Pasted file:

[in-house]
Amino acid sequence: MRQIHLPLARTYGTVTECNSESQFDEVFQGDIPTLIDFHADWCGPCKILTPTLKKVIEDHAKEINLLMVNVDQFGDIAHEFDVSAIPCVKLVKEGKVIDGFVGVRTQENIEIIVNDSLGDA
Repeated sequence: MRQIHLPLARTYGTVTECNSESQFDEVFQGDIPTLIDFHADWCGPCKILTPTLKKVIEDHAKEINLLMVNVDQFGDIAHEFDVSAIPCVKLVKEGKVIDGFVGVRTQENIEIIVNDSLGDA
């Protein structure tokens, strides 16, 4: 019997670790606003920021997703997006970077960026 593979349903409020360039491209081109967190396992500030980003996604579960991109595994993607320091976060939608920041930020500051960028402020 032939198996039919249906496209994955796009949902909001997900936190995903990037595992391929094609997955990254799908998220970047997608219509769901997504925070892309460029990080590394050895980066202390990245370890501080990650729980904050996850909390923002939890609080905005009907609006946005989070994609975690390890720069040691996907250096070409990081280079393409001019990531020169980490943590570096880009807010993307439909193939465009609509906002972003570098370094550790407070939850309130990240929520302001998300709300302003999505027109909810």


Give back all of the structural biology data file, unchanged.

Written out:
[in-house]
Amino acid sequence: MRQIHLPLARTYGTVTECNSESQFDEVFQGDIPTLIDFHADWCGPCKILTPTLKKVIEDHAKEINLLMVNVDQFGDIAHEFDVSAIPCVKLVKEGKVIDGFVGVRTQENIEIIVNDSLGDA
Repeated sequence: MRQIHLPLARTYGTVTECNSESQFDEVFQGDIPTLIDFHADWCGPCKILTPTLKKVIEDHAKEINLLMVNVDQFGDIAHEFDVSAIPCVKLVKEGKVIDGFVGVRTQENIEIIVNDSLGDA
């Protein structure tokens, strides 16, 4: 019997670790606003920021997703997006970077960026 593979349903409020360039491209081109967190396992500030980003996604579960991109595994993607320091976060939608920041930020500051960028402020 032939198996039919249906496209994955796009949902909001997900936190995903990037595992391929094609997955990254799908998220970047997608219509769901997504925070892309460029990080590394050895980066202390990245370890501080990650729980904050996850909390923002939890609080905005009907609006946005989070994609975690390890720069040691996907250096070409990081280079393409001019990531020169980490943590570096880009807010993307439909193939465009609509906002972003570098370094550790407070939850309130990240929520302001998300709300302003999505027109909810």